While at the event, I had the chance to play many more games, including Resident Evil: The Mercenaries 3D, Ridge Racer 3D and even some of the cool Augmented Reality experiences. However, in all the games I played, the 3D experience fit into the three categories described above. From the atrocious to the unnecessary to the reasonably well-implemented, I came away feeling sorely disappointed, and sadly uninterested in the system’s launch lineup. Whereas before I could stay staunch in the belief that “3D would make all the experiences better,” I soon came to realize that, unless I wanted to keep my glasses off and stay five inches away from the screen at all times, it probably wasn’t worth buying the 3DS at launch.

Perhaps my skepticism is because I’m finally in the minority who have been excommunicated by video game gimmicks. The Wii introduced a world of motion gaming and, in doing so, rendered a certain set of disabled people unable to play its games – a problem exacerbated by the Move and Kinect. There was a small outcry when it emerged that video games were moving towards more motion-controlled experiences and, now that 3D experiences are beginning to instill themselves in our culture, I have to wonder: am I now the odd one out? Or is it that Nintendo has gone one step too far, and installed a feature that is inherently faulty?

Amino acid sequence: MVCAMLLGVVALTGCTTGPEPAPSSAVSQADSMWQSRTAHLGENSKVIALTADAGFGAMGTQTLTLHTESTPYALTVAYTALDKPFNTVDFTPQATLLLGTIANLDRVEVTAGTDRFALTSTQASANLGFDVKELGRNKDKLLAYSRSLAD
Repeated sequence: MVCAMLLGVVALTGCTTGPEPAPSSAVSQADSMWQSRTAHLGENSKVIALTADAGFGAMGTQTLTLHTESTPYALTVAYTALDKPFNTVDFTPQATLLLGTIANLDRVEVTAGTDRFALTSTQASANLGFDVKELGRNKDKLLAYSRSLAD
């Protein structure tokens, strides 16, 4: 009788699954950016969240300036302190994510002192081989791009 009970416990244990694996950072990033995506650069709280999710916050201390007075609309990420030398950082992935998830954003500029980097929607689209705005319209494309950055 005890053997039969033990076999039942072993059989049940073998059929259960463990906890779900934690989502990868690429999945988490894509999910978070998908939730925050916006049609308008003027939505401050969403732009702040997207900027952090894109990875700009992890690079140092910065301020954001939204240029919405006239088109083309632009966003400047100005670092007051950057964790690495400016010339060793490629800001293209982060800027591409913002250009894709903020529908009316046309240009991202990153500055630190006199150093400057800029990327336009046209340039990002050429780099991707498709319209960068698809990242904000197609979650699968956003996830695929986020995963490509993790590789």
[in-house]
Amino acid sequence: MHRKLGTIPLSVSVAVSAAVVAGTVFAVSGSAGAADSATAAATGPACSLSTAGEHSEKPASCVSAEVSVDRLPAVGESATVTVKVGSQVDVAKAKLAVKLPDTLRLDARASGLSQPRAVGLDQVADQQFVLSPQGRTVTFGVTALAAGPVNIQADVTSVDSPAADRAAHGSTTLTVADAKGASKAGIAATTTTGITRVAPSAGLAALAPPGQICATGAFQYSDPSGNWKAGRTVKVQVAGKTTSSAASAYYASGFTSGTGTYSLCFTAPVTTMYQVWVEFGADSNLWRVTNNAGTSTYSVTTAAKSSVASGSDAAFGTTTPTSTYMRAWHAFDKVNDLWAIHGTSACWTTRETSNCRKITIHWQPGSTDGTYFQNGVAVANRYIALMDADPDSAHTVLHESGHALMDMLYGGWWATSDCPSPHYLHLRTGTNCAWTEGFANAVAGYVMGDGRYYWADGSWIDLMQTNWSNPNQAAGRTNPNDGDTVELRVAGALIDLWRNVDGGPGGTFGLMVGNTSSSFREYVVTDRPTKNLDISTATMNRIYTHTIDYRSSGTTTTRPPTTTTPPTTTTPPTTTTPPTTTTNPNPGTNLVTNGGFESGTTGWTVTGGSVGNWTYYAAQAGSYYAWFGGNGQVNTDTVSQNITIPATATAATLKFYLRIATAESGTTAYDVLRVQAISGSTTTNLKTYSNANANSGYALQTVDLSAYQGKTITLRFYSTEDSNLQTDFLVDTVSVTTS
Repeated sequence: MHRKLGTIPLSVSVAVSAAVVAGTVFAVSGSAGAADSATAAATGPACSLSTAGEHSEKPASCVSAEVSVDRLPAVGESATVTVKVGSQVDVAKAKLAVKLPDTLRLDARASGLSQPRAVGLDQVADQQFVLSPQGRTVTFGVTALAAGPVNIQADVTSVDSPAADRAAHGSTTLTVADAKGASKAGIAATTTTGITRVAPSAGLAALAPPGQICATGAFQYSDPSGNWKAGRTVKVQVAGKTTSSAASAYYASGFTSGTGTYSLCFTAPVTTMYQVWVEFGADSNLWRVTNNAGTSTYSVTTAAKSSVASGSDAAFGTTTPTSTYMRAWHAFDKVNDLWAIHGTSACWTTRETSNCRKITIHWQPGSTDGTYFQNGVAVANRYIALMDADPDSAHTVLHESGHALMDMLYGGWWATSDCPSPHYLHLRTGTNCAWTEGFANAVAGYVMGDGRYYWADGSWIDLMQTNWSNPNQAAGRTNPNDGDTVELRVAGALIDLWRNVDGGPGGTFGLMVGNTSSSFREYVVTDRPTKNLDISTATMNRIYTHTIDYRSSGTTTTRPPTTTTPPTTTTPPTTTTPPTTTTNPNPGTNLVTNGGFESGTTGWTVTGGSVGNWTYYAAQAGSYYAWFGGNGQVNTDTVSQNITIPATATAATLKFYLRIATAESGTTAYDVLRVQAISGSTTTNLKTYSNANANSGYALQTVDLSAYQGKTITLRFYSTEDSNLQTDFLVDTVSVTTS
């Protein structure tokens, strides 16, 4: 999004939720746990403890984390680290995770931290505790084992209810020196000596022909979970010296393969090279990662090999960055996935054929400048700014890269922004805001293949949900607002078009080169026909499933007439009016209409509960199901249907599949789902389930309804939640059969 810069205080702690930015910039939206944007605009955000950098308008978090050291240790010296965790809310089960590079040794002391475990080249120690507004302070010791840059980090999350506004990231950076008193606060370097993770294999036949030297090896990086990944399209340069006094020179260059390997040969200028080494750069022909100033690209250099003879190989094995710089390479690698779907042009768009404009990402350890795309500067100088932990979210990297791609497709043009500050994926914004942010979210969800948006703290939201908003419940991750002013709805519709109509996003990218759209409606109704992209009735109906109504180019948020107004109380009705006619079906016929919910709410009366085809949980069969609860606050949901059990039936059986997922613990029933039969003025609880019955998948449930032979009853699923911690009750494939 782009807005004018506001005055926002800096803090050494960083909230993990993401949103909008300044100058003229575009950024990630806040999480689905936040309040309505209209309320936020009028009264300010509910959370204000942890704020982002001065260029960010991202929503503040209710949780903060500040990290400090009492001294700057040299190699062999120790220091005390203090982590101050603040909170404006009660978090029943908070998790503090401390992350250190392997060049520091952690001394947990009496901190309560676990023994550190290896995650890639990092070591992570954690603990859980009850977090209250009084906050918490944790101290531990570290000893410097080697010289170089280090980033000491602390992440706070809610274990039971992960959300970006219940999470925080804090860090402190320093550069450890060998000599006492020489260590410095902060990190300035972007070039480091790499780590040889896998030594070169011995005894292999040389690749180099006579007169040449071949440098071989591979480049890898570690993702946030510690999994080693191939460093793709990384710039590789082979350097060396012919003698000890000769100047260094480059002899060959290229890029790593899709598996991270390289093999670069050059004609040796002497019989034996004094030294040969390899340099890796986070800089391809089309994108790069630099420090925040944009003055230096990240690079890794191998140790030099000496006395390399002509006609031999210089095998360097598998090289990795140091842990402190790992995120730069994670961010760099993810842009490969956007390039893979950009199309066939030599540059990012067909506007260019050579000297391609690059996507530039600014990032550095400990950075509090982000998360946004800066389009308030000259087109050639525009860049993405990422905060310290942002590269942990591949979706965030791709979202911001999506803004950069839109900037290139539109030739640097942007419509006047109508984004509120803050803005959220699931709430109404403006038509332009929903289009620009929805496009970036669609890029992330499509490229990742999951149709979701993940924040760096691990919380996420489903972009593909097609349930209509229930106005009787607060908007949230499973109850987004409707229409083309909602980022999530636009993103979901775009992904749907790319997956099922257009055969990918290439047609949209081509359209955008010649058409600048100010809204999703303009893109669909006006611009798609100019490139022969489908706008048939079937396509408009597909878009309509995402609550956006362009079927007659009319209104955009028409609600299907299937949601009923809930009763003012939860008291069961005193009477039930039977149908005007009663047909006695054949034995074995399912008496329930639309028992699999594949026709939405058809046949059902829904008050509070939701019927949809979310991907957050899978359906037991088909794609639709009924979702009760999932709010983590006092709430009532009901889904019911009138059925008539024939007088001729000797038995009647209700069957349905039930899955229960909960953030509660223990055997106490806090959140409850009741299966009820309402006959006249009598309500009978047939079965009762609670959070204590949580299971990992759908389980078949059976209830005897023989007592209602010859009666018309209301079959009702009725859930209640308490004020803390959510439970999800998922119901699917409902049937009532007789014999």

I guess we won’t know until March 27th, 2011. Until then, let us know your thoughts in the comments below.

The Nintendo 3DS is due to release March 25th in Europe, and March 27th in North America.

TAGS: 3DS, Legend of Zelda: Ocarina of Time 3D, Nintendo, Nintendogs + Cats, Super Monkey Ball 3DS

27 Comments

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  1. Do you have some contacts, Phillipe? I’m thinking they would probably work much better.

    It’s sadly logical that glasses would impair the experience. I guess that’s something Nintendo took into account and dismissed as a minority.

  2. I’m still excited about the 3DS, but it sounds like there are some legitimate problems for people that wear glasses.

  3. Having been to the Manchester preview on Sunday, you’re spot on about glasses – I had to take mine off to cope with the 3D effect, but I don’t wear mine all the time.